Ask yourself these questions: Do you just have to have something sweet after meals? Does the idea of living life without bread and pasta scare you? Does afternoon fatigue prompt trips to Starbucks or a candy binge on a regular basis? If someone offers you cookies, cakes, ice cream or candy at a party is it impossible for you to decline them? Is it hard for you to stop after one cookie, candy, etc.? Is drinking black coffee or tea without sweetener out of the question? Do you obsess over your next sugary treat? If you answered “yes” to any of these questions you are probably addicted to sugar.
Sugar is addictive. Many doctors now recognize the damage of sugar addiction, although it might be several more years before we can sue Coca-Cola for pushing its “drug” on kids. Maybe it’s not as noticeable as illegal street drugs, but sugar does give you a mild “high” – why else would we jokingly call it “kiddie crack”? I’m not fanatical or preaching sugar abstinence. I love ice cream just as much as the next gal, but I find that many of my clients are plagued by sugar cravings and feel out of control when it comes to their diet. I can relate.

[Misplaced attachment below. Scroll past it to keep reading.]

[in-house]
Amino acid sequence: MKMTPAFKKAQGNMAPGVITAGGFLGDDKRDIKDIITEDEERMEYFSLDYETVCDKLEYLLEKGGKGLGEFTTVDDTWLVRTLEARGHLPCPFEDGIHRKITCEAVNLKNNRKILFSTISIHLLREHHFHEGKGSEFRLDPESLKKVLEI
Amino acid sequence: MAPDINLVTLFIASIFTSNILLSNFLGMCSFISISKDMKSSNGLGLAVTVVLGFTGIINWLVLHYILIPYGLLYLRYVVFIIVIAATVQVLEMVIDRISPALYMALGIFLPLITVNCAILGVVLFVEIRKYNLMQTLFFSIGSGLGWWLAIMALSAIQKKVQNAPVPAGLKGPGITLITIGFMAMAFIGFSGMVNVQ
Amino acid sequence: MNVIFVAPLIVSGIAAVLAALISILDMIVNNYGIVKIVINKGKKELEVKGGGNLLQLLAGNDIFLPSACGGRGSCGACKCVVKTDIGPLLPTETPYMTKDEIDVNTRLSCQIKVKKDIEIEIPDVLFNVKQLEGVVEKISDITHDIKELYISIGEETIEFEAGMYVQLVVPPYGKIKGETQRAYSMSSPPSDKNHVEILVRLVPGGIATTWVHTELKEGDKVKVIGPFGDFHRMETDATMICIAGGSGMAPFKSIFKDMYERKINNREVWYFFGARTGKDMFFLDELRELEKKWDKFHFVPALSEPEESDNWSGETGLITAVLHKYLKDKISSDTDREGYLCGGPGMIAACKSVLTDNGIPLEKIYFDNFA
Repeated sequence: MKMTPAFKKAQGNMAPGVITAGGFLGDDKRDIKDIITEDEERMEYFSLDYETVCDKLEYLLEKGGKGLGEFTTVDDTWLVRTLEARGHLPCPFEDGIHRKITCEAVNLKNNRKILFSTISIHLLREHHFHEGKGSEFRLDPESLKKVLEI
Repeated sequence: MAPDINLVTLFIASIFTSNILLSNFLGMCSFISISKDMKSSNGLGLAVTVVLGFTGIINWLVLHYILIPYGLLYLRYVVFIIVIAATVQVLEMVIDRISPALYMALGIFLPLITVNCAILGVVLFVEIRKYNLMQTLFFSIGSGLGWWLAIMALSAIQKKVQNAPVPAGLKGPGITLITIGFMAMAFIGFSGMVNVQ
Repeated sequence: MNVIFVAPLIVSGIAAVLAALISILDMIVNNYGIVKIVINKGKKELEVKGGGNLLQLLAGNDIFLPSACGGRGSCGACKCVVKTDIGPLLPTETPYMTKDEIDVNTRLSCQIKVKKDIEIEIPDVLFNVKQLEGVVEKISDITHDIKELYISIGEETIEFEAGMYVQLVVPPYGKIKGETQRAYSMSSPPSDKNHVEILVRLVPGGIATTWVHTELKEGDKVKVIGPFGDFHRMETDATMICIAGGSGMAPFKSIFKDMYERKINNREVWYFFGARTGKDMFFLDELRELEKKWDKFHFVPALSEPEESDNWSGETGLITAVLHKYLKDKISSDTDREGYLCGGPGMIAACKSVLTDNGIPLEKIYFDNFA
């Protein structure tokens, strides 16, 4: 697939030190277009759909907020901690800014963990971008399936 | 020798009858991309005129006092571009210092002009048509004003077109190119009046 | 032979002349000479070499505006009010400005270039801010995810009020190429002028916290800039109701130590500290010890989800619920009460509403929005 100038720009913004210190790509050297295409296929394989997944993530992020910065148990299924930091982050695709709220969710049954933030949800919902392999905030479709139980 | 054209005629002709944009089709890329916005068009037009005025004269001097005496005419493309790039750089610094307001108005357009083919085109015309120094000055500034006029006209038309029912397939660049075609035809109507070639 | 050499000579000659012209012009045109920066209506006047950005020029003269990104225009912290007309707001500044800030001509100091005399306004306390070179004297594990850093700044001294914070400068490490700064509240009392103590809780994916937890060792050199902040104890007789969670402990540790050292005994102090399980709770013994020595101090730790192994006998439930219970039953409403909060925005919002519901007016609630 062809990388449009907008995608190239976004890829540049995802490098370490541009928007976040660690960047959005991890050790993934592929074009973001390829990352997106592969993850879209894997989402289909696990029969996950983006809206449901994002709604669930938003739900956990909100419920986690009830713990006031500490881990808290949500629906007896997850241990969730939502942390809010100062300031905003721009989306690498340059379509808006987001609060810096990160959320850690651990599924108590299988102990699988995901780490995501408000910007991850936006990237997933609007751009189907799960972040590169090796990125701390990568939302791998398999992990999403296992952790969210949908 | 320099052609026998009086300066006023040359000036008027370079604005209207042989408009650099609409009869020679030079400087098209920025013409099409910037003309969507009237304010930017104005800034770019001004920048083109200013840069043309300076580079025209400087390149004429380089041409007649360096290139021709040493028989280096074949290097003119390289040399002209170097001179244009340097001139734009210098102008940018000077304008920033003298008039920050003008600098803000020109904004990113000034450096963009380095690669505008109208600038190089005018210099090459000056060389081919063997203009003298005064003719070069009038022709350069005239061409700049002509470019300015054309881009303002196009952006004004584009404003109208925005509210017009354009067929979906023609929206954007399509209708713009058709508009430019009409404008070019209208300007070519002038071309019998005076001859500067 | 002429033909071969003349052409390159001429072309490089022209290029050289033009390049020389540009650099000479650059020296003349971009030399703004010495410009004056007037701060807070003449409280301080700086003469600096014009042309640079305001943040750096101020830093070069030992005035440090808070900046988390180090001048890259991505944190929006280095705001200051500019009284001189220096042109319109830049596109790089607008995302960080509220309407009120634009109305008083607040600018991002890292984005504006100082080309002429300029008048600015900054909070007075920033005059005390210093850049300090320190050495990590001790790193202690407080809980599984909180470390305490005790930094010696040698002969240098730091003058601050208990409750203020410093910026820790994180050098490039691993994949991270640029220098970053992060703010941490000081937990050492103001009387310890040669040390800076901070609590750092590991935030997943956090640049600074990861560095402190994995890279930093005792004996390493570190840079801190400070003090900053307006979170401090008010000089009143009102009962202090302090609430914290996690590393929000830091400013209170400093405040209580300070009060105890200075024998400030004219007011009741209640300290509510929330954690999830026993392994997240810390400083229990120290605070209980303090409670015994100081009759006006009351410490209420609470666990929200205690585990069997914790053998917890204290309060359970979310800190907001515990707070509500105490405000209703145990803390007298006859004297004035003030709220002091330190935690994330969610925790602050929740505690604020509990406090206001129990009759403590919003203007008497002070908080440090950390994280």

You’re talking to a girl who single-handedly picked every chocolate chip out of her roommate’s trail mix (sorry, Monica). I remember when I was little stealing cookies from the jar at my grandmother’s house and eating them behind the couch so I wouldn’t get caught. I’m pretty sure I also remember also eating an entire frozen pound cake – while it was still frozen. I am no angel when it comes to sugar. My history with sugar goes deep into the core of my psyche – but although I love the occasional treat, I am no longer consumed by sugar. I rarely have insane cravings, and I can stop after just a couple bites. How did I achieve this you ask?